Abstract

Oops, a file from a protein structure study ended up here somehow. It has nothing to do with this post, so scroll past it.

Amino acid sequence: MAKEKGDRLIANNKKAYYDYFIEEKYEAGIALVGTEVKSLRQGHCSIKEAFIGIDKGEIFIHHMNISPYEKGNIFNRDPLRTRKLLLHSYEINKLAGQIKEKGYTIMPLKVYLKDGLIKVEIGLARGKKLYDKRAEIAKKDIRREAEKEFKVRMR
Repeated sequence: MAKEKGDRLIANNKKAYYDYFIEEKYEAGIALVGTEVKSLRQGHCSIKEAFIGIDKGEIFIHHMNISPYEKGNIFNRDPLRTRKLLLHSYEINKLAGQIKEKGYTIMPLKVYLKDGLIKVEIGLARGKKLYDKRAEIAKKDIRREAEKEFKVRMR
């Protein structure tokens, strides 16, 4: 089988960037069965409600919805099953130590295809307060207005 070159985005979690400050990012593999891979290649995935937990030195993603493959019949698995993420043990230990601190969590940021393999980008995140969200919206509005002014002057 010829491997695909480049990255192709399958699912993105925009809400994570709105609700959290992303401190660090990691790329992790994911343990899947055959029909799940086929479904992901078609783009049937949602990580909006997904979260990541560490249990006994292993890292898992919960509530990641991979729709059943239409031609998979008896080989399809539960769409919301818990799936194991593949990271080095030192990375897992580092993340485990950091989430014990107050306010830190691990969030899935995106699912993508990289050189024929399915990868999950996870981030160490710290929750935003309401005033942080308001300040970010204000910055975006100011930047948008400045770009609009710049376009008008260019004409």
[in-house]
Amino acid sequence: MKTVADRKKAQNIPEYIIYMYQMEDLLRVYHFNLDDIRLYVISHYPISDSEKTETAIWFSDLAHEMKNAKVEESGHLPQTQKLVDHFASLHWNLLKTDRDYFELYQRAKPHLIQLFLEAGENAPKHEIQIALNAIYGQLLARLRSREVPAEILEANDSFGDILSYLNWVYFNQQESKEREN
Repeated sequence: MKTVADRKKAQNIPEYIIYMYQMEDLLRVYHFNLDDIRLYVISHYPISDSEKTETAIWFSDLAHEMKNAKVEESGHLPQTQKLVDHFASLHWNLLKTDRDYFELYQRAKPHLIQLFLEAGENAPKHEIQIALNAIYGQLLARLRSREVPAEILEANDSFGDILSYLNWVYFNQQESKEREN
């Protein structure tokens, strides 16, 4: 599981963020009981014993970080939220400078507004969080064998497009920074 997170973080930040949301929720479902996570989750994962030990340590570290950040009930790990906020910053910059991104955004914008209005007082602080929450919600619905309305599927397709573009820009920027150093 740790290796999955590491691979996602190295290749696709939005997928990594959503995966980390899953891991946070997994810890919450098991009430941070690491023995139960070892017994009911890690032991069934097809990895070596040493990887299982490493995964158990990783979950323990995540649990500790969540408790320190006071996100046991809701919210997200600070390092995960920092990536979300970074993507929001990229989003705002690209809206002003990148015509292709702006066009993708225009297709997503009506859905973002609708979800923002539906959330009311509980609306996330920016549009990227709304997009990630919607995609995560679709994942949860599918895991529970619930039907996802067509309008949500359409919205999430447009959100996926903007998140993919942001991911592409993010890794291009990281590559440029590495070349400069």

Laterite profiles in the Nilambur gold prospect of southern India contain dust, grains, and nuggets of supergene gold. Whereas chemical rounding and corrosion cavities characterize the gold grains in upper zones of intense weathering, the lower, moderately to slightly weathered horizons contain grains with jagged contours and less common etch pits. Scanning electron microscopy reveals a variety of incipient growth patterns of secondary gold, including spongy, filamental, petalitic, or dendritic patterns. Spectacular examples of "painted" gold with a bright luster that precipitated over dull primary grains are documented. Electron microprobe analyses of secondary gold grains show up to 99.93% Au and exceedingly high fineness values (i.e., 1000 Au/Au+Ag) ranging from 991 to 999, compared to the normal fineness of 950 reported for supergene gold from other terrains. Particle-induced X-ray emission analyses indicate that Fe is the commonly associated trace metal, thus linking supergene gold genesis in Nilambur to a model involving ferrolysis, whereby mobility of gold in weathering profiles was controlled by pyrite oxidation. The nature of occurrence, grain morphology, textural parameters, and unusual fineness of gold grains in Nilambur laterites testify to distinct low-temperature processes attending the chemical dissolution, migration, and reprecipitation of gold during tropical weathering.

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